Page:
What is Reproductive Justice?
Reproductive Justice is often associated with the right to have an abortion. However, Reproductive Justice may encompass anything from Environmental Justice to Immigrant Rights. Access to clean water in Flint , Michigan is a Reproductive Justice issue. Children of immigrants being forcibly separated from their parents in detention centers is an issue of Reproductive Justice. Judges offering freedom in exchange for voluntary sterilization and birth control is an issue of Reproductive Justice. Black women, regardless of socioeconomic status, are 3 to 4 times more likely to die than white women from pregnancy related complications. SisterSong defines Reproductive Justice, “ as the human right to maintain personal bodily autonomy, have children, not have children, and parent the children we have in safe and sustainable communities.”
Correcting Reproductive Injustices
One of the greatest obstacles in combating reproductive injustices is lack of education. Many members of the marginalized groups affected are not aware that the issues they face are caused by intersecting oppression. Reproductive rights can be approached from a purely statistical approach that observes data rather than an experience. Experiences are not easily quantified and require the collector to understand how their own biases affect the data sets produced. Those same data sets are often created by a person who is unaware of all of the variables necessary to make informed and credible decisions about the marginalized or affected communities. Traditionally, the communities most affected by policies are not given the same opportunities to speak on the issues that impact them as the experts in those respective fields. However, social media is revolutionizing how stories are told.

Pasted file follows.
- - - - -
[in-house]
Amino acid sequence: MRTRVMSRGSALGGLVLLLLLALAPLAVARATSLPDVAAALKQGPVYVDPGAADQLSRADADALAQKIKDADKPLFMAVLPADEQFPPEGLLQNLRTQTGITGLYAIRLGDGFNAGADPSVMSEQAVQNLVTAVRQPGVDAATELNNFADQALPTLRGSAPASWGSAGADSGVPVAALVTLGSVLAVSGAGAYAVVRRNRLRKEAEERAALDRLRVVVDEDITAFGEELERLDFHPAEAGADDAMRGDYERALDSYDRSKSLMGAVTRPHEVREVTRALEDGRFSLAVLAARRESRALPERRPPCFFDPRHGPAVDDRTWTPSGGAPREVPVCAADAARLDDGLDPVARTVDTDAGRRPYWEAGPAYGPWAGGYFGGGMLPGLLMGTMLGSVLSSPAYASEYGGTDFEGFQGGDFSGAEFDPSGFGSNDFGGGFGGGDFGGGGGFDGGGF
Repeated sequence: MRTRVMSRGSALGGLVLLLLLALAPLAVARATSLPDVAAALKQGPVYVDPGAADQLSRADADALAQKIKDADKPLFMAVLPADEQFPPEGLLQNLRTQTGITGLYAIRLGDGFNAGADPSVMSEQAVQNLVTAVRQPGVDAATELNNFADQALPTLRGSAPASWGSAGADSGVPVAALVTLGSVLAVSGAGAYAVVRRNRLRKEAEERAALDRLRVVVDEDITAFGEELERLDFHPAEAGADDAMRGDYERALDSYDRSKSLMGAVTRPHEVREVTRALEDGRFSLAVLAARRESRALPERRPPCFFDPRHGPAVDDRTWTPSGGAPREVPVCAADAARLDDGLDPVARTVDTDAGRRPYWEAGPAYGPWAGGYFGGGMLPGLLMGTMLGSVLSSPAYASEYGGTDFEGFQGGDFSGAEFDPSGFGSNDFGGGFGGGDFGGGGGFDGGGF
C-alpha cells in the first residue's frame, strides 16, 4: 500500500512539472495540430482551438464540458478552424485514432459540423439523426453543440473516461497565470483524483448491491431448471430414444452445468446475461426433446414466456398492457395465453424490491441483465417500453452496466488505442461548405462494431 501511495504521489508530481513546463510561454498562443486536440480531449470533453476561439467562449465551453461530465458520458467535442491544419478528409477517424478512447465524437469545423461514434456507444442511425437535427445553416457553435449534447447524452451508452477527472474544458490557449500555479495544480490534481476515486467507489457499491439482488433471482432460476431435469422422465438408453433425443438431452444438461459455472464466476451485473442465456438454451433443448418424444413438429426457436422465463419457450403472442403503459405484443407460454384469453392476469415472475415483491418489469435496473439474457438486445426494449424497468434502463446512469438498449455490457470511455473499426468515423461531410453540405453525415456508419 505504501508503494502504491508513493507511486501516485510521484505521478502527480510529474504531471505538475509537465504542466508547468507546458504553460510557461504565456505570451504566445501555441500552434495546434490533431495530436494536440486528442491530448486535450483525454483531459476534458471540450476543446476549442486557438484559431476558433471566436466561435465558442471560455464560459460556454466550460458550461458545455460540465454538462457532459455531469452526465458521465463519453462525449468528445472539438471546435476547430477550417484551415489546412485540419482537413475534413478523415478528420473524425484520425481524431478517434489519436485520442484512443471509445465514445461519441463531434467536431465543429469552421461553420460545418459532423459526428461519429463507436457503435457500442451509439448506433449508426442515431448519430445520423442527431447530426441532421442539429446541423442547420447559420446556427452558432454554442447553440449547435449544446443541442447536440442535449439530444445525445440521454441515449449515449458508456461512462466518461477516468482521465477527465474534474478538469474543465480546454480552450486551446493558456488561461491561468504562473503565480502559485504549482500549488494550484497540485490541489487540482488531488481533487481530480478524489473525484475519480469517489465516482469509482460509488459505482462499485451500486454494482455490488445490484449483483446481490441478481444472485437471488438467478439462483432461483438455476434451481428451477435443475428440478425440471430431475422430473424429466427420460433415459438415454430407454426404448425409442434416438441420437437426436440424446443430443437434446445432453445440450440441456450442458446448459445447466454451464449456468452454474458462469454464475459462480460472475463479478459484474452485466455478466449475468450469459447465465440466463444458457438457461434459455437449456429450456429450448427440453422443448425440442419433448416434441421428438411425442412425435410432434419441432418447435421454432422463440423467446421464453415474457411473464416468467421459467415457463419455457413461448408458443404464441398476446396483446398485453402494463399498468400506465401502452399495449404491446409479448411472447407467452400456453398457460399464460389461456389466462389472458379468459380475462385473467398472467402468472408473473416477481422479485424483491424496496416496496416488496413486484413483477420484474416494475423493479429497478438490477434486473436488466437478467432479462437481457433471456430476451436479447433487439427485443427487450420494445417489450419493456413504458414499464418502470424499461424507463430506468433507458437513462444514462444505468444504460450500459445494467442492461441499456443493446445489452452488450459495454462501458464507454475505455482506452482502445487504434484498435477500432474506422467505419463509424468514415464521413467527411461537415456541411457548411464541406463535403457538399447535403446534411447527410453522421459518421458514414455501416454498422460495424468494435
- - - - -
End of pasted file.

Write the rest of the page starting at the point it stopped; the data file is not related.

The Volume of Social Media
Social media creates an opportunity to allow users to tell their stories in their own words and mediums. From instances of injustice being filmed for millions to mothers sharing stories of not wanting to be mothers, social media is a powerful tool used to tell stories. Campaigns like the #MeToo Movement gain traction from social media users and have become a catalyst for change. Social media gives marginalized groups access to audiences from every location and demographic. The faces of Reproductive Justice are now more diverse than ever. Professionals such as sex therapists, social workers, and doulas foster relationships that allow them to disseminate credible information to their followers. Social media validates the voices of the marginalized communities who have been traditionally muted or forced to pick a single issue in their intersectional existences. Reproductive Justice is not a single-issue problem, and social media is allowing users of all background an opportunity to voice their experiences.